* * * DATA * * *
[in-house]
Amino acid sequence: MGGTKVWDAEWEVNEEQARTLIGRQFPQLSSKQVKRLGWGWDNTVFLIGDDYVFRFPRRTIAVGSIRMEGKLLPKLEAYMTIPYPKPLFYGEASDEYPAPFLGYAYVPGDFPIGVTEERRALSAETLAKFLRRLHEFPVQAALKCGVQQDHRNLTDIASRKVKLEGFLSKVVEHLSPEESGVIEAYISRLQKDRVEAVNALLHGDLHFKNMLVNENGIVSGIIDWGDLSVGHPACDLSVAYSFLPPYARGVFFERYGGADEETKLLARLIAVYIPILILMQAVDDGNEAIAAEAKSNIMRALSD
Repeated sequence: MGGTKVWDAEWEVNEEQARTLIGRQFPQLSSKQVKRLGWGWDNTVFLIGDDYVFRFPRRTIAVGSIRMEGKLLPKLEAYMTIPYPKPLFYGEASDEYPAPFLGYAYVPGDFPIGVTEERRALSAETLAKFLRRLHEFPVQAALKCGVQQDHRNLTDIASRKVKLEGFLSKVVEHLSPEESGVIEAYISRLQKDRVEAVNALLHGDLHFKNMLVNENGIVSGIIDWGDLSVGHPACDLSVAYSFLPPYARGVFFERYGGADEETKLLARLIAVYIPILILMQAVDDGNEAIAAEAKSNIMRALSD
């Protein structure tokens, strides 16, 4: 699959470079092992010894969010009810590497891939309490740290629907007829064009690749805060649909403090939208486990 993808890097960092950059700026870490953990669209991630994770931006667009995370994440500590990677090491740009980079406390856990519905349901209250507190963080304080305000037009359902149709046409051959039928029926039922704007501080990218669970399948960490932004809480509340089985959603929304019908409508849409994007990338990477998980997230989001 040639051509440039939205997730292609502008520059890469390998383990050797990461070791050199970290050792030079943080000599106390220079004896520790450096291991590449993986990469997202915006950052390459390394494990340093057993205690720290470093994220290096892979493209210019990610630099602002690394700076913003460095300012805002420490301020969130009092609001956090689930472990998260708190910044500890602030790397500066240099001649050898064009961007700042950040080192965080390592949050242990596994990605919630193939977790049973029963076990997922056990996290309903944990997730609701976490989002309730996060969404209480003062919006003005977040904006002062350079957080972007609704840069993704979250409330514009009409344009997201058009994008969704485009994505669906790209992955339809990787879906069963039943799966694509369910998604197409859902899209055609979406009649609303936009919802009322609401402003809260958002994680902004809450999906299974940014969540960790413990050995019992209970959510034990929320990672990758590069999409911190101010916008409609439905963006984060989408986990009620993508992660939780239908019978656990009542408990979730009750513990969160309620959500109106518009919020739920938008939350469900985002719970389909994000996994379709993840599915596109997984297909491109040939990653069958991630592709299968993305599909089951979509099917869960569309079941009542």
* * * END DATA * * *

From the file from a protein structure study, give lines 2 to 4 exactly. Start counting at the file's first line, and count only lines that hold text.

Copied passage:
Amino acid sequence: MGGTKVWDAEWEVNEEQARTLIGRQFPQLSSKQVKRLGWGWDNTVFLIGDDYVFRFPRRTIAVGSIRMEGKLLPKLEAYMTIPYPKPLFYGEASDEYPAPFLGYAYVPGDFPIGVTEERRALSAETLAKFLRRLHEFPVQAALKCGVQQDHRNLTDIASRKVKLEGFLSKVVEHLSPEESGVIEAYISRLQKDRVEAVNALLHGDLHFKNMLVNENGIVSGIIDWGDLSVGHPACDLSVAYSFLPPYARGVFFERYGGADEETKLLARLIAVYIPILILMQAVDDGNEAIAAEAKSNIMRALSD
Repeated sequence: MGGTKVWDAEWEVNEEQARTLIGRQFPQLSSKQVKRLGWGWDNTVFLIGDDYVFRFPRRTIAVGSIRMEGKLLPKLEAYMTIPYPKPLFYGEASDEYPAPFLGYAYVPGDFPIGVTEERRALSAETLAKFLRRLHEFPVQAALKCGVQQDHRNLTDIASRKVKLEGFLSKVVEHLSPEESGVIEAYISRLQKDRVEAVNALLHGDLHFKNMLVNENGIVSGIIDWGDLSVGHPACDLSVAYSFLPPYARGVFFERYGGADEETKLLARLIAVYIPILILMQAVDDGNEAIAAEAKSNIMRALSD
């Protein structure tokens, strides 16, 4: 699959470079092992010894969010009810590497891939309490740290629907007829064009690749805060649909403090939208486990 993808890097960092950059700026870490953990669209991630994770931006667009995370994440500590990677090491740009980079406390856990519905349901209250507190963080304080305000037009359902149709046409051959039928029926039922704007501080990218669970399948960490932004809480509340089985959603929304019908409508849409994007990338990477998980997230989001 040639051509440039939205997730292609502008520059890469390998383990050797990461070791050199970290050792030079943080000599106390220079004896520790450096291991590449993986990469997202915006950052390459390394494990340093057993205690720290470093994220290096892979493209210019990610630099602002690394700076913003460095300012805002420490301020969130009092609001956090689930472990998260708190910044500890602030790397500066240099001649050898064009961007700042950040080192965080390592949050242990596994990605919630193939977790049973029963076990997922056990996290309903944990997730609701976490989002309730996060969404209480003062919006003005977040904006002062350079957080972007609704840069993704979250409330514009009409344009997201058009994008969704485009994505669906790209992955339809990787879906069963039943799966694509369910998604197409859902899209055609979406009649609303936009919802009322609401402003809260958002994680902004809450999906299974940014969540960790413990050995019992209970959510034990929320990672990758590069999409911190101010916008409609439905963006984060989408986990009620993508992660939780239908019978656990009542408990979730009750513990969160309620959500109106518009919020739920938008939350469900985002719970389909994000996994379709993840599915596109997984297909491109040939990653069958991630592709299968993305599909089951979509099917869960569309079941009542």